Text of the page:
There's nothing "disturbing" at all about x86, it has a lot of baggage but that's because it has long offered one thing that no other platform can offer, and that is seamless compatibility with an enormous range of software. You could buy a 286 that could run almost everything you ran on your 8088, you could buy a 386 that ran almost everything that ran on your 286. You could buy a 486 that ran almost everything you ran on your 386 and so on. Given the historically high cost of software that was an *enormous* advantage and to a large degree it still is. For all but maybe 1,000 people on the entire planet, most of the x86 baggage is totally irrelevant, they never see any of it, most of the technical users never have to dive that deep and the non-technical users aren't even vaguely aware it exists and they don't care, and why should they? They just want to use their computer, they don't care how it works. It doesn't matter what whiz-bang innovations are lurking under the hood, if it can't run the software a person wants to use then it's useless. You must recognize that you are a part of an extremely small and exclusive club of people that ever touch any of the low level stuff and you cannot possibly expect the vast majority of people to care, it simply doesn't matter to them because they will never see any of the ugliness, they don't have a clue how a computer works internally nor are they interested in knowing and there's nothing wrong with that.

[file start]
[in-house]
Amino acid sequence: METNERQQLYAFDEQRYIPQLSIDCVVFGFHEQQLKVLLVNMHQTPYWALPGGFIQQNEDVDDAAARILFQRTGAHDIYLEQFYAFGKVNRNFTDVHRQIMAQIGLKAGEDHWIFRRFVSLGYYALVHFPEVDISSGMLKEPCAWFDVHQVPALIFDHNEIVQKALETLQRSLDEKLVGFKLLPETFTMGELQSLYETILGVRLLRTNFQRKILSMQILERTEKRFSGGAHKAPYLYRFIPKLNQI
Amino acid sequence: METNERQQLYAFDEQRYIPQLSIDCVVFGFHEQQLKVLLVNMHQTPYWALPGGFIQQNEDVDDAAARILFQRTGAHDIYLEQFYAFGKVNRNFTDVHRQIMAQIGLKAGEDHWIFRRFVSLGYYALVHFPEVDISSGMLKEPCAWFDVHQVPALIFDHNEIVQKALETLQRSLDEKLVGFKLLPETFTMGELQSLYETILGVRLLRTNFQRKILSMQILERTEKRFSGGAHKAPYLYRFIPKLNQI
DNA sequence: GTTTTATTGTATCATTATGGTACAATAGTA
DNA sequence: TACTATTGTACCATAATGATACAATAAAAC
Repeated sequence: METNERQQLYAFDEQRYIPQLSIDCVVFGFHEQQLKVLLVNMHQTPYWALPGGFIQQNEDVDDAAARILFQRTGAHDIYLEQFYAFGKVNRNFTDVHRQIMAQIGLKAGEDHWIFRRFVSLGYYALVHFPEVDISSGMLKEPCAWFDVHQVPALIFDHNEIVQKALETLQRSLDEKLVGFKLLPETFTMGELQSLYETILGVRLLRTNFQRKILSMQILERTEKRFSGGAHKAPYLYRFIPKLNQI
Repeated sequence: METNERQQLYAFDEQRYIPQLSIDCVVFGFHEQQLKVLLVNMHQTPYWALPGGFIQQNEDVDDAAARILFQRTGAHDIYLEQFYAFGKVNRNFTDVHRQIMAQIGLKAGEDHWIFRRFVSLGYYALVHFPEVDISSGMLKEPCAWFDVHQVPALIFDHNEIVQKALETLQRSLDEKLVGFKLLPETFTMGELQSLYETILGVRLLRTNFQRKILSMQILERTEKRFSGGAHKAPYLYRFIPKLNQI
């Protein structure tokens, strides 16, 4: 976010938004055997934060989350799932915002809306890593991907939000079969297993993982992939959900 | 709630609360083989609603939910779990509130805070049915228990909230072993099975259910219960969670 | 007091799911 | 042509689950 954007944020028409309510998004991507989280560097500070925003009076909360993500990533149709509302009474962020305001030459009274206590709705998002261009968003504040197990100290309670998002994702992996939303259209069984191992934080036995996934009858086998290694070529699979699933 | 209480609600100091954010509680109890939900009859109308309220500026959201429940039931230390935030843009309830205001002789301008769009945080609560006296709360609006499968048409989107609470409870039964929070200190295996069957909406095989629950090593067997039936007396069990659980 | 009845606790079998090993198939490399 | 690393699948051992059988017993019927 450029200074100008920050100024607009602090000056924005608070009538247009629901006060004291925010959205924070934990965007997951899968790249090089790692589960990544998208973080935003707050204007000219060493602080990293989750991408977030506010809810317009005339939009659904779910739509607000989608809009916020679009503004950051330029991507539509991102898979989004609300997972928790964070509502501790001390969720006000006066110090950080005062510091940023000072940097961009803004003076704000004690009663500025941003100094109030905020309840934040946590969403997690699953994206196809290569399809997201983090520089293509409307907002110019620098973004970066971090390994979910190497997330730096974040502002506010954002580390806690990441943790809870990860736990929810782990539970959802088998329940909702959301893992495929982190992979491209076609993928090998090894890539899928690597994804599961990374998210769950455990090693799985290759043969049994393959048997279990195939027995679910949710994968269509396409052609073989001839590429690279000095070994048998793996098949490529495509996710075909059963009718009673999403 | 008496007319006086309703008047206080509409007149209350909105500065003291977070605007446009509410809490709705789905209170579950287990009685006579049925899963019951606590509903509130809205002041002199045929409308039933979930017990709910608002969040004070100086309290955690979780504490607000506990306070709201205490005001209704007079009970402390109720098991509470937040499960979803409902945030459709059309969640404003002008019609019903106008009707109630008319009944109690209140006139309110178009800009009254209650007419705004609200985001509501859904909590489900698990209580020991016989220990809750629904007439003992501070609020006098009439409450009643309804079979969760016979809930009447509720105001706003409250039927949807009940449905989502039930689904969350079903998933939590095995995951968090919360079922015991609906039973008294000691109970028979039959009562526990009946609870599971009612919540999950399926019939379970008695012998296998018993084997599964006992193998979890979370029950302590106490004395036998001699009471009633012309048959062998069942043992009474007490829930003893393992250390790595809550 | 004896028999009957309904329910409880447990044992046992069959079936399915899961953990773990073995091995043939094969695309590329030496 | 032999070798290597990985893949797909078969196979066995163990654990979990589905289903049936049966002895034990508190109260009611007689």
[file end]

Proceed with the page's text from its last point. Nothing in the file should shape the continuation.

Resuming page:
For some other platform to become the defacto standard, it will have to offer something tangible that normal people care about. For example it will have to be much cheaper than other solutions, or lower power, the latter is what has led to the success of ARM in the smartphone market, but smartphone users don't care about the gritty details of the architecture either, they just care about having a powerful device that fits in their pocket, goes a reasonable amount of time on a charge and runs all the popular apps.